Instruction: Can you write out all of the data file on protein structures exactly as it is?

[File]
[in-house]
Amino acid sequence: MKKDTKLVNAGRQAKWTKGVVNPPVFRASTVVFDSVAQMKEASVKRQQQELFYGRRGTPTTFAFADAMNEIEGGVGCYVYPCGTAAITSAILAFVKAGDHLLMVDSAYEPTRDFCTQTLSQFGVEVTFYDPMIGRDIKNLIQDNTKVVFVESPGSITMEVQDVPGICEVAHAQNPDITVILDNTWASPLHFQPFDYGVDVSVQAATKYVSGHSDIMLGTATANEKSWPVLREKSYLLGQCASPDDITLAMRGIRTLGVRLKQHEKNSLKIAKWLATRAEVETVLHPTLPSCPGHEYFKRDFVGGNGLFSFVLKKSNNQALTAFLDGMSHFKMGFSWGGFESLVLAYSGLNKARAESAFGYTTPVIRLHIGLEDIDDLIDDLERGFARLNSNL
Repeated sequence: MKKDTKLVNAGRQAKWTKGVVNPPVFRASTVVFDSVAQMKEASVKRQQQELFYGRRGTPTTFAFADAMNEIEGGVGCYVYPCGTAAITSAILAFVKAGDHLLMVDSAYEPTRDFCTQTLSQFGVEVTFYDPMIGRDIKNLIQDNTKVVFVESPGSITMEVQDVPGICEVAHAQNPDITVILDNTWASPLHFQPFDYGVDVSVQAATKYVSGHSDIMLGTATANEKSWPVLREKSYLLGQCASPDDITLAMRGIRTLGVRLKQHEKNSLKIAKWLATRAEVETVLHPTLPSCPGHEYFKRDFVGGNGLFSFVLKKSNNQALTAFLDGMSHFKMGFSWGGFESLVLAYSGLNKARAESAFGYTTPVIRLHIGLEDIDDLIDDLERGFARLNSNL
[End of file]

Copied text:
[in-house]
Amino acid sequence: MKKDTKLVNAGRQAKWTKGVVNPPVFRASTVVFDSVAQMKEASVKRQQQELFYGRRGTPTTFAFADAMNEIEGGVGCYVYPCGTAAITSAILAFVKAGDHLLMVDSAYEPTRDFCTQTLSQFGVEVTFYDPMIGRDIKNLIQDNTKVVFVESPGSITMEVQDVPGICEVAHAQNPDITVILDNTWASPLHFQPFDYGVDVSVQAATKYVSGHSDIMLGTATANEKSWPVLREKSYLLGQCASPDDITLAMRGIRTLGVRLKQHEKNSLKIAKWLATRAEVETVLHPTLPSCPGHEYFKRDFVGGNGLFSFVLKKSNNQALTAFLDGMSHFKMGFSWGGFESLVLAYSGLNKARAESAFGYTTPVIRLHIGLEDIDDLIDDLERGFARLNSNL
Repeated sequence: MKKDTKLVNAGRQAKWTKGVVNPPVFRASTVVFDSVAQMKEASVKRQQQELFYGRRGTPTTFAFADAMNEIEGGVGCYVYPCGTAAITSAILAFVKAGDHLLMVDSAYEPTRDFCTQTLSQFGVEVTFYDPMIGRDIKNLIQDNTKVVFVESPGSITMEVQDVPGICEVAHAQNPDITVILDNTWASPLHFQPFDYGVDVSVQAATKYVSGHSDIMLGTATANEKSWPVLREKSYLLGQCASPDDITLAMRGIRTLGVRLKQHEKNSLKIAKWLATRAEVETVLHPTLPSCPGHEYFKRDFVGGNGLFSFVLKKSNNQALTAFLDGMSHFKMGFSWGGFESLVLAYSGLNKARAESAFGYTTPVIRLHIGLEDIDDLIDDLERGFARLNSNL